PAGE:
THIS ICON IS CALLED SIMPLY, Mother of God ~ The Joyful. But what's the joy? Jesus has told us in chapter 15 of St. John's Gospel that he is the vine and we're the branches. It's a wonderful passage about his and our mutual love - symbolized by the intertwining one-ness of grape vines and branches. You really can't tell one from the other, there is such a unity in the plant.


And at the end of that passage Jesus shifts a bit, saying: "I have told you these things so that my joy may be in you, and your joy may be complete." Receiving the love of Jesus and offering Jesus my own love results in joy. Don't we need joy!?

Then we are reminded of something Jesus said earlier in the same Gospel - John 14:28 - "If you loved me, you would rejoice that I am going to the Father..." Lots of Christians say they love Jesus - but we could ask, Do I love Jesus because loving Jesus might benefit me somehow? or Do I love Jesus simply for Jesus' sake - because Jesus has the good work of the Father's purposes to accomplish?

Often in icons of the Mother of God, while Jesus is playful in her arms, she has a faraway look in her eyes. She already holds in her heart the separation - the God-purpose that will take her Son from her. 

I might come before this icon asking what it means that I say, I love Jesus. People seldom ask questions about meaning.

Sunday, August 24, 2014

Peter and His Keys




IN THE PARISHES AND SCHOOLS where I've served, having the keys meant having power. Indignation would arise, "Oh, she's somebody around here, she's got keys." More often than not, in reflecting upon Peter and his Keys to the Kingdom, we still translate that to mean, "He's got the power." Hence: the image of Peter at the gates of heaven determining whether or not an individual may enter.

On a larger scale this power quest  results in arguing and still more arguing: the Catholics and the Anglicans, the Eastern Orthodox and the Catholics,  the Catholics and the Evangelicals. More than a few Catholics still think they have a corner on the truth because they have  Pope Peter and his keys. 

Of course, along with Peter's name always being listed first among the apostolic names, his being given keys signifies his position of authority. But Peter is first of all a disciple, and that reveals something more, something that's true then about all of us. I'd suggest that when Peter was given the keys (the image of access to the reality of Jesus through lived experience) we were ALL given keys. God loads us up with gifts.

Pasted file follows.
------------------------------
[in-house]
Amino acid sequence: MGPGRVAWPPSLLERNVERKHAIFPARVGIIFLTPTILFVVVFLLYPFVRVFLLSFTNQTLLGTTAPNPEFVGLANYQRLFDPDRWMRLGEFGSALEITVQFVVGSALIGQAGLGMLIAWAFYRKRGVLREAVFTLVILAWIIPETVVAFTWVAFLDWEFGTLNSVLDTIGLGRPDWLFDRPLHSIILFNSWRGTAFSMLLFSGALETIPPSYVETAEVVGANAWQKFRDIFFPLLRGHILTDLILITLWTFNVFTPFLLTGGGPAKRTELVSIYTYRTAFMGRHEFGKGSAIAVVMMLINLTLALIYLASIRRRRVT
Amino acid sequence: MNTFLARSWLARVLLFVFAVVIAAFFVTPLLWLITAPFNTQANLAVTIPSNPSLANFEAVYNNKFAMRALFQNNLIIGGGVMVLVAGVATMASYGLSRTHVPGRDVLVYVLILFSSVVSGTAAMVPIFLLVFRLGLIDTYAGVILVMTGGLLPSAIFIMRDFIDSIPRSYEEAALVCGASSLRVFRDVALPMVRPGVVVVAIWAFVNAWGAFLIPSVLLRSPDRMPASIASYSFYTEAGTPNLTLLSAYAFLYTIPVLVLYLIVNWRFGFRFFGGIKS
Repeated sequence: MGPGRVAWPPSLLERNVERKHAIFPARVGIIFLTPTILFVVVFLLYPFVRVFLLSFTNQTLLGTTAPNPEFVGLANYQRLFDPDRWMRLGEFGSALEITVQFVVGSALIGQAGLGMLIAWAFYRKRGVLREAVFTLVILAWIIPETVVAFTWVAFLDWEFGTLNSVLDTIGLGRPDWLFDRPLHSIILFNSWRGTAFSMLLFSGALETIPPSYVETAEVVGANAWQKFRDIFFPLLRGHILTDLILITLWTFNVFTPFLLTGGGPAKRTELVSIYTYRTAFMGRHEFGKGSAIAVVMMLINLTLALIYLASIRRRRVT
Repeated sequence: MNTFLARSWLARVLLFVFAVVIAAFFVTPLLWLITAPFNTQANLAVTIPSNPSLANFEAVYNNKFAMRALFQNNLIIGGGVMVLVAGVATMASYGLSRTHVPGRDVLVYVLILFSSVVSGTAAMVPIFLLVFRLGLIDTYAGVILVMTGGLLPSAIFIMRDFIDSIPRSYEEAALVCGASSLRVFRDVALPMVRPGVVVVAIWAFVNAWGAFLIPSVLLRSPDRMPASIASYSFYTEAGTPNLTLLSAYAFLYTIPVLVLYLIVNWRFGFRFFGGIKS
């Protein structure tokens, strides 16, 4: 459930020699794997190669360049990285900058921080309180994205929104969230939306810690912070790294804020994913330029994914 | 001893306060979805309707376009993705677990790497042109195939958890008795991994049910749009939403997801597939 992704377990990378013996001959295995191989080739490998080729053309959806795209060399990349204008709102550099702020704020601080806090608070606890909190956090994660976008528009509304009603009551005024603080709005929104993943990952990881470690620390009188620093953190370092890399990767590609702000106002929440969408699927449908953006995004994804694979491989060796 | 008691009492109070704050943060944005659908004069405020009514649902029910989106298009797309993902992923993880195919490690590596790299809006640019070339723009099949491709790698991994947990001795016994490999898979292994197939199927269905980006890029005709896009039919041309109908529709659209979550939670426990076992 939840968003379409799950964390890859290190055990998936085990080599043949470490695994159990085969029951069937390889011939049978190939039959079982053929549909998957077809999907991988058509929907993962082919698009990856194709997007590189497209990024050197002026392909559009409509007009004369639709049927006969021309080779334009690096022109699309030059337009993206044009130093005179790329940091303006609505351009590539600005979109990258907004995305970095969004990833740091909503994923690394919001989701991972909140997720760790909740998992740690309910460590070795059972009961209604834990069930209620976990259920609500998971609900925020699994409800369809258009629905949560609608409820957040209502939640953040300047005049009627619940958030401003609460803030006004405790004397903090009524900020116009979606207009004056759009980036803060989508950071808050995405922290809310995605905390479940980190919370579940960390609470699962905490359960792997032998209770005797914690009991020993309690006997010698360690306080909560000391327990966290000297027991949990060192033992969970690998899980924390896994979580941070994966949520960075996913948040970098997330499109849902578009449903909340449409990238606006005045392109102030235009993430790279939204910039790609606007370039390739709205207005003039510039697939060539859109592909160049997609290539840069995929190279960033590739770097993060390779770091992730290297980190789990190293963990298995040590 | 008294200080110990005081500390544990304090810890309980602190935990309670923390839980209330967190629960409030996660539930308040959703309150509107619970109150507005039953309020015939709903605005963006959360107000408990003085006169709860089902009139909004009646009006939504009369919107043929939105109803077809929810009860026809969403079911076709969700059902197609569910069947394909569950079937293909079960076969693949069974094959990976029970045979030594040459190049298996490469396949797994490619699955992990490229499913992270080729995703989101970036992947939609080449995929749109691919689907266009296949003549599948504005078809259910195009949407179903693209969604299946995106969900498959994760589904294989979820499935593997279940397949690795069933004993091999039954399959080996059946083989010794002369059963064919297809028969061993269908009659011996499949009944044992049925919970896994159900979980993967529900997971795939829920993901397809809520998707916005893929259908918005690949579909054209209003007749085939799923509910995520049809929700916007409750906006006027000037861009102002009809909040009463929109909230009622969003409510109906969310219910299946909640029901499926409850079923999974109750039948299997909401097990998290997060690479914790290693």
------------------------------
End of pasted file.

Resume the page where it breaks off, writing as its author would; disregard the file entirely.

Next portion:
I was sitting in a doctor's waiting room where there was a mentally challenged older man, disheveled, talking constantly and louder than the television.  No one sat near him, though everyone noticed and even kept an eye on him.

Clipboard in hand a nurse came through on her way elsewhere. She recognized the fellow and immediately sat down next to him. In a gesture of I'm in no hurry, she put down the clipboard, angled towards him and began a conversation. Her addressing him broke the spell and he became lucid and articulate. After a few generous minutes, she left him peaceful. That nurse had the keys:
  • The keys to knowing how to be human.
  • The keys to understanding mercy.
  • The keys to understanding how to serve.
  • The keys to understanding the troubled mind.
Keys, whether Peter's or our own, aren't for power, but for service. 

Saturday, August 23, 2014

The Jesus Table










When Jesus was at table in Levi's house, many bad characters - tax-gatherers and others - were seated with him and his disciples; for there were many who followed him. Some doctors of the law who were Pharisees noticed him eating in this bad company, and said to his disciples, ''He eats with tax-gatherers and sinners!" Jesus over-heard and said to them, "It is not the healthy that need a doctor, but the sick; I did not come to invite virtuous people, but sinners."  (Mark 2:15-17)

GERMAN PRIEST, Father Sieger Koder has depicted these few gospel verses here with an almost childlike, simplicity. "Keep it simple," AA says. And Jesus, in inviting us to be childlike before God, enjoins us to religion that is simple, unadorned and accessible. Too often we take Jesus' simple approach to God, a religion of the table where bad characters gather to eat, and twist  it into a religion that is dense, remote and dull - more suited to the lecture hall or library.

Notice that Jesus is invisibly at the center. He is seated at the viewer's end of the table. The assembled guests are looking at him. We see only his hands offering the bread and wine. Here's the new presence of Jesus - in the Holy Food.

At the far left are these (literally) sketchy figures. Are these the religious Pharisees - the doctor's of the law who sniffed at Jesus eating with undesirables?They appear ghostly, floating off in the dark corner, far from the light source which is Jesus and the open window with the fresh air and new vista. God keep us!

Perhaps the cut flower in the vase at the center of the table signifies that this is a prepared and celebratory meal. The fellow on the right has a broken arm. He is nearest to Jesus who has called himself the doctor. We all need a doctor for what ails us most deeply. We're all limping along or impaired in some spiritual-psychological way. Something needs to knit together again, repair, heal, mend. We might not even know to name it, but we know something is wrong or not well.

The woman sitting next to him is holding her head in her hand. Is she tired? Perhaps so tired that she needs her left arm to add even further support. This kind of tired isn't synonymous with bored or sleepy, but a deep inner fatigue or malaise. A whole family, parish, community, country can live like this for a very long time.

And the fellow next to her wears glasses. All human sight is impaired - we don't see deeply or we see things wrongly: judgments and assessments blinded by our politic or prejudices, upbringing or wrong-headed teaching.